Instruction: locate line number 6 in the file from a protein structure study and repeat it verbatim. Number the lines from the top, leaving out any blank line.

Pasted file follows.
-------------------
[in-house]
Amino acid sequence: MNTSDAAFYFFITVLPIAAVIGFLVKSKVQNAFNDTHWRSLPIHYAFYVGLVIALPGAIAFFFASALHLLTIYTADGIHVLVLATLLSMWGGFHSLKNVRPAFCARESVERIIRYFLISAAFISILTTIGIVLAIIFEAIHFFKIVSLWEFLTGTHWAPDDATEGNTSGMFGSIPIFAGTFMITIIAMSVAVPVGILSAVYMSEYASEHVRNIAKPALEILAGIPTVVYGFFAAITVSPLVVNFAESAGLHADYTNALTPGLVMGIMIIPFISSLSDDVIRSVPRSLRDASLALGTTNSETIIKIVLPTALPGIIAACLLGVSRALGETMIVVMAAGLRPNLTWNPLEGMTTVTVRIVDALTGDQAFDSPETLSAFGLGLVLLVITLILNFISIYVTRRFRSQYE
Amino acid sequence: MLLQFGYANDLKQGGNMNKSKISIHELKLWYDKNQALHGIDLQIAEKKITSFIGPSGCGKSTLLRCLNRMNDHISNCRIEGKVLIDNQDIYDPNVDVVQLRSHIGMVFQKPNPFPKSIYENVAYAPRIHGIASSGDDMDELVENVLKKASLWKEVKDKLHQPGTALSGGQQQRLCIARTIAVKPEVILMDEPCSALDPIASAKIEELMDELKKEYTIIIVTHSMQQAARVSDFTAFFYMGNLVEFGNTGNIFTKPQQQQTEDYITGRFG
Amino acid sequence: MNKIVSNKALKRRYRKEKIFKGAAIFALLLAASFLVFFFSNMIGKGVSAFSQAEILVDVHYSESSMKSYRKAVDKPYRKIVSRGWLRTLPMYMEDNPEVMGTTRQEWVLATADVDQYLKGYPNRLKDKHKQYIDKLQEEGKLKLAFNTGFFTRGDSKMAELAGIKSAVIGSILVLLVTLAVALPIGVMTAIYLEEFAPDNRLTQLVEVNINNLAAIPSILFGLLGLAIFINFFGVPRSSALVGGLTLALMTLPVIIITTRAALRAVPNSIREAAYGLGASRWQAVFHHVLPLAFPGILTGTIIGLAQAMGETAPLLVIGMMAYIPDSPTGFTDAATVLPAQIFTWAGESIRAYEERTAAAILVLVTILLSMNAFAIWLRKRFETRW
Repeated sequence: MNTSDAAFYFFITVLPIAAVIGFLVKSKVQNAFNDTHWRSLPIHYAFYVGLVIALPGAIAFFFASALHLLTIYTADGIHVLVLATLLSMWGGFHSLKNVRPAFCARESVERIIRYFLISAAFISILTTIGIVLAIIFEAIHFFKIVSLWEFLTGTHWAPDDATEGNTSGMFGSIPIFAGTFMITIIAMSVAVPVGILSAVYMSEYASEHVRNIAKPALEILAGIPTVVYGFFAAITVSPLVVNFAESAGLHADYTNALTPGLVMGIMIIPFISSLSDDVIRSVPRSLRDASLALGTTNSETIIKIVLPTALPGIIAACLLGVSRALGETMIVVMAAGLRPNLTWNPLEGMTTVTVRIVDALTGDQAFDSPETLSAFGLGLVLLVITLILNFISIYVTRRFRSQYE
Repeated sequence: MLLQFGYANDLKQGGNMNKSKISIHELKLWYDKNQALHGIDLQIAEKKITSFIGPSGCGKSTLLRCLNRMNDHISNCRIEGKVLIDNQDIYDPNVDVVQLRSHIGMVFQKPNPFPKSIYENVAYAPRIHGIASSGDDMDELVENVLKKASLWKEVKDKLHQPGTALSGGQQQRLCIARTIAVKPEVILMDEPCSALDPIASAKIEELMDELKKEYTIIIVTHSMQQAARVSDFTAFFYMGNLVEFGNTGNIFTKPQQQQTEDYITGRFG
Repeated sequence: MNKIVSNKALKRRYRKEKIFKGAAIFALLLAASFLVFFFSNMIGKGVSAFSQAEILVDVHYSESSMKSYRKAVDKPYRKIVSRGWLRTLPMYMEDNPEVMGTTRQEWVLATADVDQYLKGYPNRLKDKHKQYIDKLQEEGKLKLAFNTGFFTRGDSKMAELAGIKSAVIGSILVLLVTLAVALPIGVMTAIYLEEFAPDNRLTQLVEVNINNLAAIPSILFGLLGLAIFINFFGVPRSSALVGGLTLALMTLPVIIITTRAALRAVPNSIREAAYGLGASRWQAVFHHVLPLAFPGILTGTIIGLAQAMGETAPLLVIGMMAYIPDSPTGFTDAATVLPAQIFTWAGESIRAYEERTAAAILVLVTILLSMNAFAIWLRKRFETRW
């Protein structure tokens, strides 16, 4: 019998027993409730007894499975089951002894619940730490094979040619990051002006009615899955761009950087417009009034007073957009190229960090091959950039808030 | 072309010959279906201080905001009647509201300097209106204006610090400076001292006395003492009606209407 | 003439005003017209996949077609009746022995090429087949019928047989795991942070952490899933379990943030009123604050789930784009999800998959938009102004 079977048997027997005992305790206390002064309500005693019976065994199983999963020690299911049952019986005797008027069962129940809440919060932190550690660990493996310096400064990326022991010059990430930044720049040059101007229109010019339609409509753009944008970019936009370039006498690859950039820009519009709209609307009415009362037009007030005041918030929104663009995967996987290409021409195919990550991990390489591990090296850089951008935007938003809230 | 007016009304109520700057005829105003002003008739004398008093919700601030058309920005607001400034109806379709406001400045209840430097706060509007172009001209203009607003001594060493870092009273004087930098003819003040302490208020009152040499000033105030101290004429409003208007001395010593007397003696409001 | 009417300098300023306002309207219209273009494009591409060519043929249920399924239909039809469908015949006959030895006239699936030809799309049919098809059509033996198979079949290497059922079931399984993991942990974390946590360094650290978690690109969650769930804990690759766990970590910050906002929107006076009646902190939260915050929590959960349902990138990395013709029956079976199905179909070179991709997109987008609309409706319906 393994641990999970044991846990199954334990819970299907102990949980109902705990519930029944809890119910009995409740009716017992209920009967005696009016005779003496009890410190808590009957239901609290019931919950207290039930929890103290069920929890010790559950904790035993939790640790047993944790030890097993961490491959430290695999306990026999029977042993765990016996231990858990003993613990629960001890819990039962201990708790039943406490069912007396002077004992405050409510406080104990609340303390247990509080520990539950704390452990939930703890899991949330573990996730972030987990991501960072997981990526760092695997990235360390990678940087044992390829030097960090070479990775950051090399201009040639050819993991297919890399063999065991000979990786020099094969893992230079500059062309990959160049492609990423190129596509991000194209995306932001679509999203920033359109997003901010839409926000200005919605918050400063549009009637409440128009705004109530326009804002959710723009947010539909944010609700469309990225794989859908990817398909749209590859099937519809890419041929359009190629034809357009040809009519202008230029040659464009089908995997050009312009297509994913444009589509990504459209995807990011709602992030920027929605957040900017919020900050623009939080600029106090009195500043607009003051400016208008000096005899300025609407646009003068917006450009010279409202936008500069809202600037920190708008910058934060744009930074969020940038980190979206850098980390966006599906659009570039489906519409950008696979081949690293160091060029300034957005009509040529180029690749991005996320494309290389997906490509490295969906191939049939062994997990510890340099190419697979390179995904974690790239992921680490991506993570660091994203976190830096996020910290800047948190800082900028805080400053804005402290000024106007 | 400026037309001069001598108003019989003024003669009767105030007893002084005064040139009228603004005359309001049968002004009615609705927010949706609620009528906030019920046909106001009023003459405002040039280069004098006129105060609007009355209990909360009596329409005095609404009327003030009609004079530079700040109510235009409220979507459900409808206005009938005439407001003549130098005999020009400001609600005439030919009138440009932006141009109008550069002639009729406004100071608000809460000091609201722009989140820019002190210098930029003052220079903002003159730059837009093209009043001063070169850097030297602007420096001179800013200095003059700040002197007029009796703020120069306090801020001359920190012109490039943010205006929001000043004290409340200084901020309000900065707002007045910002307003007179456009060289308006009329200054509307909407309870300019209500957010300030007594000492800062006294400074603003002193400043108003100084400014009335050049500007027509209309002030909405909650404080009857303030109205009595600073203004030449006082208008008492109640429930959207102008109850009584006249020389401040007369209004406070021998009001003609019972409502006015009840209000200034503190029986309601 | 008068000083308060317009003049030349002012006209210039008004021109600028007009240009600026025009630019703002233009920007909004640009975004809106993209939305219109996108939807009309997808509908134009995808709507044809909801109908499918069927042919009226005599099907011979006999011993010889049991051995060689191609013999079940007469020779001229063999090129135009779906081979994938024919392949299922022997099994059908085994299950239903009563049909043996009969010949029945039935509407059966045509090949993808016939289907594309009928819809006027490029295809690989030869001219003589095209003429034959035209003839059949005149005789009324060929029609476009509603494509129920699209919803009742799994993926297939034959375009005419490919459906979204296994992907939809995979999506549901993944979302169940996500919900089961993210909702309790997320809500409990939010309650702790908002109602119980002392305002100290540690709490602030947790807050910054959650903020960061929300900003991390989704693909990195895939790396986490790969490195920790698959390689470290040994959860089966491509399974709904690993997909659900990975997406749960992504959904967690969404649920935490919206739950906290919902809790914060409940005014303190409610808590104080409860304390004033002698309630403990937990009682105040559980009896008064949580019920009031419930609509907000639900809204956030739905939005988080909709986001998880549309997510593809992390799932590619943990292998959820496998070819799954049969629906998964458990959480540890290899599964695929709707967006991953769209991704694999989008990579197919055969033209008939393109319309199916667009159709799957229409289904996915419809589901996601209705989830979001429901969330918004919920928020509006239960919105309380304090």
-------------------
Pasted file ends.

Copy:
Repeated sequence: MLLQFGYANDLKQGGNMNKSKISIHELKLWYDKNQALHGIDLQIAEKKITSFIGPSGCGKSTLLRCLNRMNDHISNCRIEGKVLIDNQDIYDPNVDVVQLRSHIGMVFQKPNPFPKSIYENVAYAPRIHGIASSGDDMDELVENVLKKASLWKEVKDKLHQPGTALSGGQQQRLCIARTIAVKPEVILMDEPCSALDPIASAKIEELMDELKKEYTIIIVTHSMQQAARVSDFTAFFYMGNLVEFGNTGNIFTKPQQQQTEDYITGRFG